Understanding Learners Key to Effective Training

Posted: Tuesday, January 29, 2019

By Margaret Spence Krewen

We recognize that technology is evolving at an astounding rate, touching all aspects of our business and personal lives. Over the past decade, food safety trainers, in particular, have seen teaching and learning swiftly shift from traditional textbook to online programming. The popularity of online courses stems from the fact they provide scheduling flexibility and cost savings.

One of the fastest-growing trends in all types of education is the increasing use of laptops, tablets and other mobile devices. In higher education, most students own tablets as well as laptops, and they learn via online courses. Even early education has embraced technology, with many primary schools providing their students with a laptop or tablet. Despite online discussion forums and “live chat” capabilities, however, many students still seek face time with their professors and other students.

Notable American educator Malcolm Knowles is known to have coined the term “Andragogy” as a synonym for adult education. Knowles understood that adults learn differently than children do, and was quoted as saying, “the mission of a leader is to release human energy, not control it.” In the world of food safety, trainers must have the skill to ignite the learner’s inner desire to learn, so they can absorb and utilize the training. Can this be done on a tablet alone?

Food safety trainers must have the skill to ignite the learner’s inner desire to learn

The working environment for the food industry has seen a major transformation over the last decade. Until recently, the three generations that have dominated the workforce were the Baby Boomers, Generation X and Generation Y. Now Generation Z is entering the workforce. Trainers must be aware of the differences between the generations, and learn to adapt their facilitation to accommodate a multigenerational classroom.

Key Components For Training
After adults complete their higher level education they enter the workforce. Often they do not continue to seek out formal education. Learning and memorizing new concepts can be stressful for adult learners. They require the following key components for training to be effective:

  1. The topic must have relevance to the learner so they can easily answer the question, “How does this learning relate to me?”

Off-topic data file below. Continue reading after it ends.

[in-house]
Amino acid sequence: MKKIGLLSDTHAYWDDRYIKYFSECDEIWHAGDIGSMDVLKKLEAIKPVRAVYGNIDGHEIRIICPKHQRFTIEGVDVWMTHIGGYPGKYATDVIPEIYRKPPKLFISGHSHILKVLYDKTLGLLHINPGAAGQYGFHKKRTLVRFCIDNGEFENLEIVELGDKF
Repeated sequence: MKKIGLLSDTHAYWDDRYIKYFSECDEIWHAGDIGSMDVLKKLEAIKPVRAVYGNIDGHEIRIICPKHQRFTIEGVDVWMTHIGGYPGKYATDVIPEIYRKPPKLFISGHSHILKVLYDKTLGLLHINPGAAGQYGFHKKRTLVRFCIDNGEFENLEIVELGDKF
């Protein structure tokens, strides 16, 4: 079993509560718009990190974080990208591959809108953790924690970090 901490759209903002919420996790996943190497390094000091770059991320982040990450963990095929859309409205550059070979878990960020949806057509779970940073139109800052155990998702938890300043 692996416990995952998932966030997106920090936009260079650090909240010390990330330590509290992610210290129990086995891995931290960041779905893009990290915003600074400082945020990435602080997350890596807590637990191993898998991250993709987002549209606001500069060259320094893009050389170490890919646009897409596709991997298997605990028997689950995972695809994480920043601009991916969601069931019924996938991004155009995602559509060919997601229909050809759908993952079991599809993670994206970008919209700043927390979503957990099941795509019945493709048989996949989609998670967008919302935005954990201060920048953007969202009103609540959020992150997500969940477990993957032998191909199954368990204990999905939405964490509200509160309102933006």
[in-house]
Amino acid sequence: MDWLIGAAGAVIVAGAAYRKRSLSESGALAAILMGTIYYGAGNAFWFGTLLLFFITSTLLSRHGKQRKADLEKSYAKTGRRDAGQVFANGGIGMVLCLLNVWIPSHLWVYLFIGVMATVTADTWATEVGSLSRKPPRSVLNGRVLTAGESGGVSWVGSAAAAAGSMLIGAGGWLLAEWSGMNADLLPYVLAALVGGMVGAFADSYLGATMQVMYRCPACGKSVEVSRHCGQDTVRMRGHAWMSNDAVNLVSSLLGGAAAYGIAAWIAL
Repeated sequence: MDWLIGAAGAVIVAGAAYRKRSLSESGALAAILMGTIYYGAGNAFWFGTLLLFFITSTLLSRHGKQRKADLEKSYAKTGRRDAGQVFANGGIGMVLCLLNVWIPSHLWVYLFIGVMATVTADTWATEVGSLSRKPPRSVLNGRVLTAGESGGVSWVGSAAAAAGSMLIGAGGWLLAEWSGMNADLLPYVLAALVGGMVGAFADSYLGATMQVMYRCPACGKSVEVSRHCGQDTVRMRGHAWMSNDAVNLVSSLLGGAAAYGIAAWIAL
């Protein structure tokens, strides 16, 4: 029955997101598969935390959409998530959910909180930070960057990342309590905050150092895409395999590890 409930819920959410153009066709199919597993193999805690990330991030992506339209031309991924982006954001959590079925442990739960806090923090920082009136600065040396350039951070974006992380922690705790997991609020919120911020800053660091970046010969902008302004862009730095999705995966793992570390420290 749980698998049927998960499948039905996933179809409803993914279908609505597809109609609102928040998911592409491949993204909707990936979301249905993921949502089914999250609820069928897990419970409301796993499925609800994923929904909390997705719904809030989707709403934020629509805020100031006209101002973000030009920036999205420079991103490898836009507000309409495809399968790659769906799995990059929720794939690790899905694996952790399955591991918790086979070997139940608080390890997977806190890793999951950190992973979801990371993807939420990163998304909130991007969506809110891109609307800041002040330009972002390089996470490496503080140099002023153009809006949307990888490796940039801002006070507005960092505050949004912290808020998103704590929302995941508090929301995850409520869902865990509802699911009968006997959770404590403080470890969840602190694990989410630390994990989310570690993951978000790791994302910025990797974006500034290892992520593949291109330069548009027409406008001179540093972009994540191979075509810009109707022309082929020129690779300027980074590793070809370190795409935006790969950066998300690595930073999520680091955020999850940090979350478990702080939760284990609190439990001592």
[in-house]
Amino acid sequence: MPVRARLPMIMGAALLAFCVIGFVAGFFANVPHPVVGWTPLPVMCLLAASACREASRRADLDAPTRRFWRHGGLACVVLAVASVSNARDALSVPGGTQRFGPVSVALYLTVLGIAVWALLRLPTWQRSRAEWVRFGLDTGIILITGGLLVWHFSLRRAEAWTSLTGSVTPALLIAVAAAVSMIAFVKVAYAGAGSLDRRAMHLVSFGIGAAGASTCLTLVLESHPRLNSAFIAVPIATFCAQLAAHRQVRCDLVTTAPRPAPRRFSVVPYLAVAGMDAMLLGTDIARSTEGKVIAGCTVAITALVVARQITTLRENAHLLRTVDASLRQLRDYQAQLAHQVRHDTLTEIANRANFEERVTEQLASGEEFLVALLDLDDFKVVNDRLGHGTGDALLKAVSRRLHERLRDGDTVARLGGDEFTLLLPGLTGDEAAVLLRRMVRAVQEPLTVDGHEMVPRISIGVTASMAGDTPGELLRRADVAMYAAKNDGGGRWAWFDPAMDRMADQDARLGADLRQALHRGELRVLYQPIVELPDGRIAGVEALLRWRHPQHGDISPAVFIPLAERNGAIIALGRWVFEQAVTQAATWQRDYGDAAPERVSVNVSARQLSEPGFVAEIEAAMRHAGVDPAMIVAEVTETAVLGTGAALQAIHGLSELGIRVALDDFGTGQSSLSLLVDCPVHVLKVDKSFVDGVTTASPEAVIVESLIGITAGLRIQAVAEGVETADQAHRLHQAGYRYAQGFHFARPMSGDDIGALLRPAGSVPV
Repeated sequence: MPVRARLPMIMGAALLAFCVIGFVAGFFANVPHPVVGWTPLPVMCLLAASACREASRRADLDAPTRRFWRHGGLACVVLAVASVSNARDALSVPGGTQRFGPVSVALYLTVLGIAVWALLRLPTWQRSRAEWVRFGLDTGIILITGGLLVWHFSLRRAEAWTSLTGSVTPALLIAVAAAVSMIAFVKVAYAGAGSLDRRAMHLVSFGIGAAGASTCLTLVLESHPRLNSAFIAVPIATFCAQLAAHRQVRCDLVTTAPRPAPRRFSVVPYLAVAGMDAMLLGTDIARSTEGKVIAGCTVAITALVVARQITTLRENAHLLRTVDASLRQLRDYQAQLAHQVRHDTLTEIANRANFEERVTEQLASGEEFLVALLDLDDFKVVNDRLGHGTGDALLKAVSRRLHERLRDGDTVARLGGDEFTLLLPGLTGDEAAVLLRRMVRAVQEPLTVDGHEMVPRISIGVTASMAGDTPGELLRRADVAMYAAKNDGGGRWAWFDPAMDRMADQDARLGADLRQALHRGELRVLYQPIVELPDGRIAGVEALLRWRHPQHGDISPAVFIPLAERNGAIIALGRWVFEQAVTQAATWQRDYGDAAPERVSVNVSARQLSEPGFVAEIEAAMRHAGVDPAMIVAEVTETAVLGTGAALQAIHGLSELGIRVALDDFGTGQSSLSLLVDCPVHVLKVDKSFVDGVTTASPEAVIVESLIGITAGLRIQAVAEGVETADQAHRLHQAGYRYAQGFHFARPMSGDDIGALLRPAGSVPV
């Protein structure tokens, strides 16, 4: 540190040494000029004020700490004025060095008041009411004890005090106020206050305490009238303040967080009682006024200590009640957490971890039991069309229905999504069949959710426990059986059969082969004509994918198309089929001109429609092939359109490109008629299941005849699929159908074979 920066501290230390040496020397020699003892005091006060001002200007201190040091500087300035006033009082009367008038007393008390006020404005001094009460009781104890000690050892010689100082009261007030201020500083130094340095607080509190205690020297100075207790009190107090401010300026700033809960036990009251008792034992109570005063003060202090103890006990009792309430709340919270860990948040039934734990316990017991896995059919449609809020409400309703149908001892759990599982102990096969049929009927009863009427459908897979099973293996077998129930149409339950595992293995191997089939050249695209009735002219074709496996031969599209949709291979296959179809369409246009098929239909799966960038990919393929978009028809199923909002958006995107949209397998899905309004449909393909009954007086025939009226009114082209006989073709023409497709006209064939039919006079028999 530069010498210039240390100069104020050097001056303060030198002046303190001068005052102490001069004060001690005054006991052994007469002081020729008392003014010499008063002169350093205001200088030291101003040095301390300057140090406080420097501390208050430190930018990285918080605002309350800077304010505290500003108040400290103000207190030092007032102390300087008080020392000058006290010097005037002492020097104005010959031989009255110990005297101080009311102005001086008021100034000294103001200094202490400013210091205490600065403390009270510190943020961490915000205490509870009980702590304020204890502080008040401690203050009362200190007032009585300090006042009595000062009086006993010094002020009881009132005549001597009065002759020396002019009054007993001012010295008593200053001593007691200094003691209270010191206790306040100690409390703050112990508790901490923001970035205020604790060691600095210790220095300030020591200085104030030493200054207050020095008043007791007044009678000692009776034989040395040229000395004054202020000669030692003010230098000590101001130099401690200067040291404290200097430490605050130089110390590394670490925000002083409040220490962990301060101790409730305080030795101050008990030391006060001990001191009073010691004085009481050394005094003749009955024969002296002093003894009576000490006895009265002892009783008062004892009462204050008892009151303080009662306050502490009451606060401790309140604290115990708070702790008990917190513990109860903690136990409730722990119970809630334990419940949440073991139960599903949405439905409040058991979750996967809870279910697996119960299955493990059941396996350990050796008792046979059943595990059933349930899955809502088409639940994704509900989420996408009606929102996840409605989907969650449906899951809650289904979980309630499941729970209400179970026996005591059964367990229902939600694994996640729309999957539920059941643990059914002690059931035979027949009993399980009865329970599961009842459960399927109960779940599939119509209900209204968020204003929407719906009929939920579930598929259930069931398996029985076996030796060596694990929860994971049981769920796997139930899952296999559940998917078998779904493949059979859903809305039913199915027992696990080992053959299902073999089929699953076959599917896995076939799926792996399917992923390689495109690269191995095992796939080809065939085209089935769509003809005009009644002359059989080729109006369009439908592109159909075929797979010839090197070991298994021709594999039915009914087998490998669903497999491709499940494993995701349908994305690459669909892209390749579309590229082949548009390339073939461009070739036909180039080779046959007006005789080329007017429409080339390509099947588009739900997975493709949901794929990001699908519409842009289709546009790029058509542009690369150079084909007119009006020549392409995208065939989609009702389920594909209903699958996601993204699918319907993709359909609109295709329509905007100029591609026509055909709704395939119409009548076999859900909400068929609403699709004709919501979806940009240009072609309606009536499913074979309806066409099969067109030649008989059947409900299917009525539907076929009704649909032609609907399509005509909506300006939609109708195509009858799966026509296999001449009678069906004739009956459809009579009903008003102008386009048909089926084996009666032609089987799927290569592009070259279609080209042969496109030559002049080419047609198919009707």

2. The learner needs to see how the learning will improve his/her her situation or solve a problem.
  3. The learning experience must garner respect and provide insight, involvement and direct, early application.

Preferred Styles of Learning
Food safety trainers must understand that because of our unique personalities we all have a preferred style of learning. “Divergers” prefer to observe and collect information while an “Accommodator” learning style is “hands-on,” relying on intuition rather than logic. “Assimilators” value sound logical theories, in contrast to “Convergers,” who need practical application of concepts and theories.

Even though some students prefer being left alone to read through an online course this does not mean sitting students down in front of a computer screen for six or more hours to be “spoon-fed” information is a good idea. For online training to be effective, developers must create programs that appeal to students’ different personality types and reinforce them with the culture of the workplace.

Hybrid Training
A relatively new teaching strategy is for trainers to incorporate online training with classroom facilitation. This is a form of “hybrid training.” Students complete the online training at their own self-directed pace before attending a facilitated review session. While key terms and definitions are reviewed, the most effective technique is to have students “teach back” the information and also participate in various activities rather than passively listen to a lecture.

Online developers and classroom trainers must understand the importance of student motivation. It’s key to train employees in a way that is appropriate to their learning preferences and remember to reinforce how their roles support your training needs.


About the Author
With a conglomerate background that includes human resources management, hospitality and culinary management, job search, and performance coaching, Margaret Spence Krewen is currently Manager of Education and Special Projects with TrainCan Inc. She facilitates TrainCan, Inc.’s courses including: Advanced.fst; Basics.fst; Food Allergy Training; Train-the-Trainer. A key contributor to the development of TrainCan Inc.’s course materials, Margaret also facilitates these highly interactive, training sessions for clients across Canada.

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